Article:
Client Spotlight: Roaring Brook Lake, Putnam Valley, NY

A Comprehensive Lake Management Plan Designed by Princeton Hydro

roaring-brook-lake Since 1998, Princeton Hydro has been working with the Town of Putnam Valley, often referred to as the Town of Lakes, to restore and maintain its waterbodies. The most recent area of focus is Roaring Brook Lake, a 115-acre man-made lake surrounded by a wooded landscape community that includes 260+ homes. The lake provides a variety of recreational opportunities for boaters, anglers, swimmers and outdoor lovers and is the center point of the Roaring Brook Lake District.

The Town of Putnam Valley and the Roaring Brook Lake District hired Princeton Hydro to conduct a thorough analysis of the lake’s ecological health, identify problems affecting the quality of the lake, and develop a detailed plan to improve and protect the lake. Specifically, Princeton Hydro will implement a detailed assessment of the lake that involves water quality monitoring, bathymetric mapping (measurement of lake depth and sediment thickness), aquatic plant surveys, and quantification of the lake’s hydrologic and pollutant budgets. These data will be utilized collectively to produce a comprehensive management plan for Roaring Brook Lake and its watershed.

Water Quality Monitoring

Water quality data are used to interpret the existing chemistry of the lake, identify water quality trends, pinpoint problems and assess nutrient levels.

At Roaring Brook Lake, Princeton Hydro will specifically collect in-situ data from the surface to the bottom of the water column. The resulting temperature, dissolved oxygen, pH and conductivity data will be used in combination with laboratory generated data to assess the lake’s thermal stability and investigate the potential for internal phosphorus loading. In addition, samples will be collected to identify phytoplankton and zooplankton in the lake; some of the plankton is considered a nuisance while others are considered valuable relative to the lake’s food web.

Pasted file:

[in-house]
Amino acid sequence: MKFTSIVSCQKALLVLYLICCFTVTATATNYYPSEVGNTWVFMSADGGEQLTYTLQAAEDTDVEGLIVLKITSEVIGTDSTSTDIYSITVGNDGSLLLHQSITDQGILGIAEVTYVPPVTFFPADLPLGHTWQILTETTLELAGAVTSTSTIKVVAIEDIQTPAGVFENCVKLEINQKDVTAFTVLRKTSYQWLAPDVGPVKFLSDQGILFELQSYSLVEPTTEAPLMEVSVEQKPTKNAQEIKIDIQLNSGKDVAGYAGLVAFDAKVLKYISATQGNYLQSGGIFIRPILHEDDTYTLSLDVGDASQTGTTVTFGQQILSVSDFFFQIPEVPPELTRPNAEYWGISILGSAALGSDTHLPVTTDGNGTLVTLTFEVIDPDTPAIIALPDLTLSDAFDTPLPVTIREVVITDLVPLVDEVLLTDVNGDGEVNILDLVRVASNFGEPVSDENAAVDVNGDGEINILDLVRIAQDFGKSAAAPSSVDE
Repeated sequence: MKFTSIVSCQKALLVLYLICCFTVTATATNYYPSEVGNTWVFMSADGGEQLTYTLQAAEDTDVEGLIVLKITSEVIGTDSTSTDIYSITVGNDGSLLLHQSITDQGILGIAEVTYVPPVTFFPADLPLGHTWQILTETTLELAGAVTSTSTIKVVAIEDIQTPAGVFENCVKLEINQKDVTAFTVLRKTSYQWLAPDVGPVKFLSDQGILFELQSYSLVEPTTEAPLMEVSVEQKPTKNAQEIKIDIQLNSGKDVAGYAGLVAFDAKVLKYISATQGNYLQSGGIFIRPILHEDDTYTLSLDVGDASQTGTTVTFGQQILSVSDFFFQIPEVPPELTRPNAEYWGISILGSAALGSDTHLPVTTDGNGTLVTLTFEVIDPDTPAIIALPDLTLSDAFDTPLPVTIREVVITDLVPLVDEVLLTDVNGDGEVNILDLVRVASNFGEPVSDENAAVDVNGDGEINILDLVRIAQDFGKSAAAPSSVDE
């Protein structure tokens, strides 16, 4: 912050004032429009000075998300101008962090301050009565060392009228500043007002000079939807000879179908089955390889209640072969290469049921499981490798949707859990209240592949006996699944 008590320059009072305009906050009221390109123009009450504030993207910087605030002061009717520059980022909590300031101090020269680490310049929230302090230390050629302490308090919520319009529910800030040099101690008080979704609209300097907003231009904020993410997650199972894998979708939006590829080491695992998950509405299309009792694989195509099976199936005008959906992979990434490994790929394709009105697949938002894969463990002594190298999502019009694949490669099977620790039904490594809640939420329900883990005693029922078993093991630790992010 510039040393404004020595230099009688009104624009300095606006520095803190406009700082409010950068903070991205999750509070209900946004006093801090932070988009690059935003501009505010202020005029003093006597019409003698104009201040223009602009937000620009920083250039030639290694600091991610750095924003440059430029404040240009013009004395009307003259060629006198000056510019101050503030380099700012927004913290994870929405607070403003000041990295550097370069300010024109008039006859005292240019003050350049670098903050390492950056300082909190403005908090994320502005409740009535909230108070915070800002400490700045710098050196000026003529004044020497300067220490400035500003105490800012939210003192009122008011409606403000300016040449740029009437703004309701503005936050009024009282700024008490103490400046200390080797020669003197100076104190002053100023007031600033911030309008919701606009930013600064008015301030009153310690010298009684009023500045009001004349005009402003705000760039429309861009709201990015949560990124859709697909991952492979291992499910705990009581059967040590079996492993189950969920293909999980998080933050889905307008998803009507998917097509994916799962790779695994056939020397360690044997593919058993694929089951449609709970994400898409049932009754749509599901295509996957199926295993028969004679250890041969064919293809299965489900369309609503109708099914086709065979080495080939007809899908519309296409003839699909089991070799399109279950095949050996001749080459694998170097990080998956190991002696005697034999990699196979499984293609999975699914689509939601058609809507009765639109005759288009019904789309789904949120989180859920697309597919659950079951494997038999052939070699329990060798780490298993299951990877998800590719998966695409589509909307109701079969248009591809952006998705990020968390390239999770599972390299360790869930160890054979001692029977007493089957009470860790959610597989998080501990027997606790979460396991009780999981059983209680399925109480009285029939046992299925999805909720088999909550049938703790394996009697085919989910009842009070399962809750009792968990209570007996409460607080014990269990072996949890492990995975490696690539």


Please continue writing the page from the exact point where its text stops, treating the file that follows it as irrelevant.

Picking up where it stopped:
Bathymetric Assessment

The bathymetric assessment will generate accurate lake water depth, and provide sediment thickness and distribution data for the entire body of water. These data are then used to evaluate the need for dredging, asses how and where aquatic plants become colonized and other management options that can affect long-term decisions regarding the restoration and protection of Roaring Brook Lake. The bathymetric data are also used in the various trophic models that help predict the lake’s response to incoming nutrients.

Specifically, Princeton Hydro will utilize hydrographic surveying methods to conduct the bathymetric assessment of Roaring Brook Lake. A specialized dual frequency fathometer will be used to measure water depth and the thickness of the unconsolidated sediment present throughout the lake. The fathometer is directly tied into GPS, so data are consistently collected at the exact position of the survey transects. The GPS data and accompanying water depth data will be placed into a GIS format for the generation of morphometric data and bathymetric maps of the lake.

Aquatic Plant Mapping

Aquatic plants hold sediments in place, reduce erosion and provide habitat for fish and other important wildlife and insects. Although native aquatic plants are imperative to a lake’s health, an overabundance of these plants and the presence of invasive plants can have very negative impacts.

Princeton Hydro will be conducting a complete mapping of the aquatic plant community within Roaring Brook Lake to identify the plant species present in the lake, their relative abundance and location, and provide a basis for future evaluation of changes in the plant community. This data will greatly inform lake management activities moving forward. Additionally, with this data, Princeton Hydro will be able to assess the effectiveness of the resident grass carp – currently stocked in the lake – in keeping the submerged vegetation under control.

 

Hydrologic and Pollutant Budget

The hydrologic budget represents the water balance of a lake, accounting on an annual scale for all of the inputs and losses of water. The hydrologic data is used extensively in conducting trophic state analyses and is important in determining the feasibility and utility of many in-lake restoration techniques. At Roaring Brook Lake, Princeton Hydro will investigate and quantify four key components of the hydrologic budget, including direct precipitation, overland runoff (stormwater, snowmelt, etc.), tributary inflow and groundwater seepage.